Coronavirus update: Airlines seek a return to normal

Photo (c) Irina Tiumentseva - Getty Images

A study finds that aspirin reduces the risk of COVID-19 death

COVID-19 ‌tally‌ ‌as‌ ‌‌compiled‌‌ ‌by‌ ‌Johns‌ ‌Hopkins‌ ‌University.‌ ‌(Previous‌ ‌numbers‌ ‌in‌ ‌parentheses.)‌

Total‌ ‌U.S.‌ ‌confirmed‌ ‌cases:‌ 79,891,315 (79,845,459)

Total‌ ‌U.S.‌ ‌deaths:‌ 976,028 (974,888)

Total‌ ‌global‌ ‌cases:‌ 477,685,378 (476,108,320)

Total ‌global‌ ‌deaths:‌ 6,111,597 (6,106,106)‌

Airlines seek a return to normal

The COVID-19 pandemic has complicated air travel over the last two years, in many cases making it even more unpleasant. Now that cases of the coronavirus are declining in the U.S., the airlines are asking for a return to normal.

In a letter to President Biden, heads of major U.S. airlines this week suggested a first step – removal of the mask mandate and the requirement of testing for international travelers. They say the mandates are no longer needed.

"During the global health crisis, U.S. airlines have supported and cooperated with the federal government's measures to slow the spread of COVID-19,” the CEOs wrote. “We are encouraged by the current data and the lifting of COVID-19 restrictions from coast to coast, which indicate it is past time to eliminate COVID-era transportation policies." 

Aspirin protects against COVID-19 death, researchers say

Aspirin has been promoted for a variety of health benefits over the years, some of them questionable. Now, researchers say their findings show that the headache remedy can reduce the risk of death from COVID-19.

Researchers at George Washington University say patients in the hospital with moderate COVID-19 who were given aspirin early on in their treatment had a lower risk of dying compared to patients who were not given aspirin.

“We continue to find that aspirin use is associated with improved outcomes and lower rates of death in hospitalized patients,” said lead researcher Jonathon Chow. “What's more, it’s low cost and readily available, which is important in parts of the world where more expensive therapeutics might not be as accessible."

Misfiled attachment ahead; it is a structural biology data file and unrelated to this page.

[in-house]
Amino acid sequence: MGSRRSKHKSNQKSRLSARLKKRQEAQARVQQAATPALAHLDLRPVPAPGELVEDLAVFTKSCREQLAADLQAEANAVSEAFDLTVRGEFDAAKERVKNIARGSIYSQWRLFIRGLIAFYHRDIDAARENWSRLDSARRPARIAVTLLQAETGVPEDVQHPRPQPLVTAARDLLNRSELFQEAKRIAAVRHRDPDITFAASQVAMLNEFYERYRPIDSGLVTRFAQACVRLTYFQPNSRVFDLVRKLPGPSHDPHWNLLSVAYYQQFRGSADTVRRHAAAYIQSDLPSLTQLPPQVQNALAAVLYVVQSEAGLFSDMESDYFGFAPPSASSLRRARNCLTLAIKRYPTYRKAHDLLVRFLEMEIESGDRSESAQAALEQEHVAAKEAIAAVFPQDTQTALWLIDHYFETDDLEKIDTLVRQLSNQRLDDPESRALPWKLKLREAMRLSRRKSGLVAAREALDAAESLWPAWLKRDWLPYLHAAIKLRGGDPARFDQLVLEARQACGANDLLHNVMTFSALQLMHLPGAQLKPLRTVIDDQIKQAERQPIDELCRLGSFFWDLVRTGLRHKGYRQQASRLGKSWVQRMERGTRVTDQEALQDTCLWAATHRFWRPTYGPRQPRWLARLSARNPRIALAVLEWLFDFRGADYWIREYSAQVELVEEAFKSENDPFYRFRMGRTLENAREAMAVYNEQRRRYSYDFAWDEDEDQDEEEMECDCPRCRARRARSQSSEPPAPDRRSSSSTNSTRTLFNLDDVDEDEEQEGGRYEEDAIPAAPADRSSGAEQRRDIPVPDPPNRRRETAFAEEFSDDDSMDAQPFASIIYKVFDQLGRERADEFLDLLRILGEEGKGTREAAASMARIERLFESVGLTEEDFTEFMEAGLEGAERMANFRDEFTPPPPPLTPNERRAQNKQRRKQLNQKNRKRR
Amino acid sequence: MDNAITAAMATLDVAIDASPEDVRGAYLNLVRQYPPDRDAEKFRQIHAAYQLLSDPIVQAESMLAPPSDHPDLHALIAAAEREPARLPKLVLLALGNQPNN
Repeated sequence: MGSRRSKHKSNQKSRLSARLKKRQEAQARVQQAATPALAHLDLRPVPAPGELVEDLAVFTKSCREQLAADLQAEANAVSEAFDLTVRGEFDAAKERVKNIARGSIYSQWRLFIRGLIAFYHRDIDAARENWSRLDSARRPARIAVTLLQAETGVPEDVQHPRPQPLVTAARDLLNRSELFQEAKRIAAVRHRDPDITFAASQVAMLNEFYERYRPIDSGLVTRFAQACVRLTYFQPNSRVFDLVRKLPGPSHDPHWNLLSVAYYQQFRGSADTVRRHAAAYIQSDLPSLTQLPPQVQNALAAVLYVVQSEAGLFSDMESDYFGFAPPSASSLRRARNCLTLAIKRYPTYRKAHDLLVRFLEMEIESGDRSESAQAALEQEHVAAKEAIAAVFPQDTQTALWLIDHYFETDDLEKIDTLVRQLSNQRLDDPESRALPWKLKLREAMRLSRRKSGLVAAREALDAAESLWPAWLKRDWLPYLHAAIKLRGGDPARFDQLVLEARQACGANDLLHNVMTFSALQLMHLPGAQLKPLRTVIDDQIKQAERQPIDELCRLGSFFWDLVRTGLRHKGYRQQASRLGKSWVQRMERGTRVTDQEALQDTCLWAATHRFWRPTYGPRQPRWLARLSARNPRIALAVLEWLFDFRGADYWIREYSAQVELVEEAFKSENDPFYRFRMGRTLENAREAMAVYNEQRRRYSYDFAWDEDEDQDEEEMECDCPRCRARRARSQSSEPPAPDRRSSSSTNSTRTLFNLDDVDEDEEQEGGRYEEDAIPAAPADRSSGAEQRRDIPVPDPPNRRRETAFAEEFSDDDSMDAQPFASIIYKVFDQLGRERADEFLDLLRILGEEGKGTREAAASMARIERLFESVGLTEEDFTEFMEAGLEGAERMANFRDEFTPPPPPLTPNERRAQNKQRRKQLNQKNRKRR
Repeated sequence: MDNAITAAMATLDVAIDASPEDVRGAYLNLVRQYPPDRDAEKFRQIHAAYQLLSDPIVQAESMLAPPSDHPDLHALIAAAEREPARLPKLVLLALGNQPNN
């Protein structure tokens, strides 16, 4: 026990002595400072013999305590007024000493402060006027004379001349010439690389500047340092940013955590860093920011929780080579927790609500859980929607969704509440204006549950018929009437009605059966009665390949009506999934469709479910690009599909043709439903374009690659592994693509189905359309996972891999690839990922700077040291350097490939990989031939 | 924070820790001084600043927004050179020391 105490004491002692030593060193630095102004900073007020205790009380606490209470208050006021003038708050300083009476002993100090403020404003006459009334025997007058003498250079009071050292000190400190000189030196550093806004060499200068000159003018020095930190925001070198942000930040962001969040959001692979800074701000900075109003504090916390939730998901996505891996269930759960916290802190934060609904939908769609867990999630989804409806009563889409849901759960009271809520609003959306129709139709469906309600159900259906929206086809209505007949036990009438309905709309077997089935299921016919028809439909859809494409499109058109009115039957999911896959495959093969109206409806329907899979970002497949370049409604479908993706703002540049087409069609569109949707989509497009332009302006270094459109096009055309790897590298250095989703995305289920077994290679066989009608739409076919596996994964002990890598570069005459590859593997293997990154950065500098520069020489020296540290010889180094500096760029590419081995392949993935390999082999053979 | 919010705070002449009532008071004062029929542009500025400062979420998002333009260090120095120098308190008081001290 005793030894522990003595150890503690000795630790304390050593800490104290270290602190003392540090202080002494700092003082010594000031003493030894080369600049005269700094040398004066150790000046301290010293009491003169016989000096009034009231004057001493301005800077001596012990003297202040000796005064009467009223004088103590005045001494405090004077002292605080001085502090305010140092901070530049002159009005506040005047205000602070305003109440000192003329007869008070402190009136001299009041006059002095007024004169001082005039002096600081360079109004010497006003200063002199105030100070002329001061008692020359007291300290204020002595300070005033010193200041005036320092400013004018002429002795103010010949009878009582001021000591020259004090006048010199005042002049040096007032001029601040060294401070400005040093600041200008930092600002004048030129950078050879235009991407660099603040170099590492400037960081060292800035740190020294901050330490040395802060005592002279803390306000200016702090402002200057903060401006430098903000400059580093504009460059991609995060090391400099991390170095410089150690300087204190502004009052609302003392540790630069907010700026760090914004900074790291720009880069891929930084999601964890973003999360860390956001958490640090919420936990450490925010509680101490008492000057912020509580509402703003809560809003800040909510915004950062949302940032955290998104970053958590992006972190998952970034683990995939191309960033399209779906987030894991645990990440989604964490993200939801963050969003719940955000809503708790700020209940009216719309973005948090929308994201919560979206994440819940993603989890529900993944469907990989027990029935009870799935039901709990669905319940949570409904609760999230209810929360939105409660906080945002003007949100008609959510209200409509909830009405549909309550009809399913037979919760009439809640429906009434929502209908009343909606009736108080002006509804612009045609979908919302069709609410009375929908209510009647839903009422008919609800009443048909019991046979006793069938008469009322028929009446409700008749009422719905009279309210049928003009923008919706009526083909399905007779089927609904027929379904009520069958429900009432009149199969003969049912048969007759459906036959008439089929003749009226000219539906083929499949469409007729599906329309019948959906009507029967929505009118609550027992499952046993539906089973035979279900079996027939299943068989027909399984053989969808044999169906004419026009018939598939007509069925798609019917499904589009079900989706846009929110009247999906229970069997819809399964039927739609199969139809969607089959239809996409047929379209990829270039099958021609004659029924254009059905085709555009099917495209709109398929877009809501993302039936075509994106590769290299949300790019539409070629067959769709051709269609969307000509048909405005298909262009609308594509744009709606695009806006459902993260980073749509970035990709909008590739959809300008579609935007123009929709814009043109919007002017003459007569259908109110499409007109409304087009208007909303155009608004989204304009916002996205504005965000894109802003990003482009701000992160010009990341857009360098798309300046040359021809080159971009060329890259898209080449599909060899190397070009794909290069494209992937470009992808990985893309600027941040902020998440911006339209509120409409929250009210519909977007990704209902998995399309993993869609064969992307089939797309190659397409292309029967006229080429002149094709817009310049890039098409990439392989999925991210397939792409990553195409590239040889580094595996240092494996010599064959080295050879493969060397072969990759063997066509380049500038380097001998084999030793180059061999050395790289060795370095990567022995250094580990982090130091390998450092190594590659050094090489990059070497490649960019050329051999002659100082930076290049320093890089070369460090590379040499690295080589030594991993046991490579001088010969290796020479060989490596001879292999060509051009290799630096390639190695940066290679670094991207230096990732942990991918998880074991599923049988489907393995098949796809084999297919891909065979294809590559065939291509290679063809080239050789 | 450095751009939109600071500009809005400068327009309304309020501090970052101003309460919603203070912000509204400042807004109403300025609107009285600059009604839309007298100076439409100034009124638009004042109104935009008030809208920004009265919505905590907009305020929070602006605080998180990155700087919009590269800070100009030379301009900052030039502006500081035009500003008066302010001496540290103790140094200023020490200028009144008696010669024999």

Study finds COVID-19 researchers faced harassment

The COVID-19 pandemic may be the most politically-charged disease in modern times, with raging controversy over vaccinations, treatments, and mitigation tactics. A new study has found that many COVID-19 researchers have come under personal attack over the last two years.

The study, published in the journal Science, included responses from 510 researchers who have published data about the virus. Nearly 40% reported that their work had drawn harassment.

Scientists increased their chances of drawing attacks if their work resulted in arguments against the use of the drug ivermectin and other unapproved treatments. Eighteen of the scientists said they had received death threats.

Around the nation

  • Minnesota: Restaurants and hotels across the state are full once again, but economists are just now totaling up the damage over the last two years of the pandemic. A report by the Federal Reserve Bank of Minneapolis found that the state’s hospitality industry lost as much as $15 billion.

  • Arizona: Health officials are cautiously optimistic that the pandemic has loosened its grip on Arizona, with COVID-19 numbers dropping significantly. The latest numbers from the state health department show that Arizona has been averaging about 650 COVID-19 cases per day recently, the lowest average since last July. 

  • Virginia: A federal judge has ruled that 12 Virginia families have a right to ask their children’s schools to enforce mask mandates, but an order from the governor that makes masks optional remains intact for now. The families’ children have disabilities or compromised immune systems.

  • New Jersey: Gov. Phil Murphy said his office is "closely watching" a spike in COVID-19 cases in Europe and Asia and says he expects cases to increase in New Jersey at some point. "Given both previous trends with regard to spread and our location as an international nexus for travel and trade, we do anticipate that we will eventually see an increase in the number of cases in New Jersey," Murphy said. 

  • Nevada: State officials have announced they will remove a requirement that unvaccinated employees undergo weekly COVID-19 tests. The state will also eliminate a planned monthly surcharge for state workers who have not been vaccinated.

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